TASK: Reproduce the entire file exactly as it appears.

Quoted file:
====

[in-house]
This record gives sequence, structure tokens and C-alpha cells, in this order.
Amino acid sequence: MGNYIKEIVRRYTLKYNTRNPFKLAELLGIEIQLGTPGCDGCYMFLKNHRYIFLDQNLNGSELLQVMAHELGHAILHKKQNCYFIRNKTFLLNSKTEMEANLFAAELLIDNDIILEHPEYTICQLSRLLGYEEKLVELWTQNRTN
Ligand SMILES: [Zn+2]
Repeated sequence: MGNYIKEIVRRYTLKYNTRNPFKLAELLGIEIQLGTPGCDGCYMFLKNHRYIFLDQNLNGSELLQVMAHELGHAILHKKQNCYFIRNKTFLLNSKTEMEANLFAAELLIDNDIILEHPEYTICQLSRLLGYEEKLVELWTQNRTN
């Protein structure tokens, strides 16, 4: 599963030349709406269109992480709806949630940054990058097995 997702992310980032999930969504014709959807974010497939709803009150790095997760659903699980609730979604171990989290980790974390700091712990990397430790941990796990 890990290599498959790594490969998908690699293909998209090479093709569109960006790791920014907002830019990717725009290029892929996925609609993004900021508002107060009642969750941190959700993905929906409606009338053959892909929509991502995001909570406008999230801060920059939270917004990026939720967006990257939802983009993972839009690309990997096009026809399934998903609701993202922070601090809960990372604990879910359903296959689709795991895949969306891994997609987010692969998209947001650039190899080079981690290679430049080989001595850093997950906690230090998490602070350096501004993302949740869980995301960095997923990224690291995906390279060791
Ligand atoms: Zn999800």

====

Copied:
[in-house]
This record gives sequence, structure tokens and C-alpha cells, in this order.
Amino acid sequence: MGNYIKEIVRRYTLKYNTRNPFKLAELLGIEIQLGTPGCDGCYMFLKNHRYIFLDQNLNGSELLQVMAHELGHAILHKKQNCYFIRNKTFLLNSKTEMEANLFAAELLIDNDIILEHPEYTICQLSRLLGYEEKLVELWTQNRTN
Ligand SMILES: [Zn+2]
Repeated sequence: MGNYIKEIVRRYTLKYNTRNPFKLAELLGIEIQLGTPGCDGCYMFLKNHRYIFLDQNLNGSELLQVMAHELGHAILHKKQNCYFIRNKTFLLNSKTEMEANLFAAELLIDNDIILEHPEYTICQLSRLLGYEEKLVELWTQNRTN
């Protein structure tokens, strides 16, 4: 599963030349709406269109992480709806949630940054990058097995 997702992310980032999930969504014709959807974010497939709803009150790095997760659903699980609730979604171990989290980790974390700091712990990397430790941990796990 890990290599498959790594490969998908690699293909998209090479093709569109960006790791920014907002830019990717725009290029892929996925609609993004900021508002107060009642969750941190959700993905929906409606009338053959892909929509991502995001909570406008999230801060920059939270917004990026939720967006990257939802983009993972839009690309990997096009026809399934998903609701993202922070601090809960990372604990879910359903296959689709795991895949969306891994997609987010692969998209947001650039190899080079981690290679430049080989001595850093997950906690230090998490602070350096501004993302949740869980995301960095997923990224690291995906390279060791
Ligand atoms: Zn999800």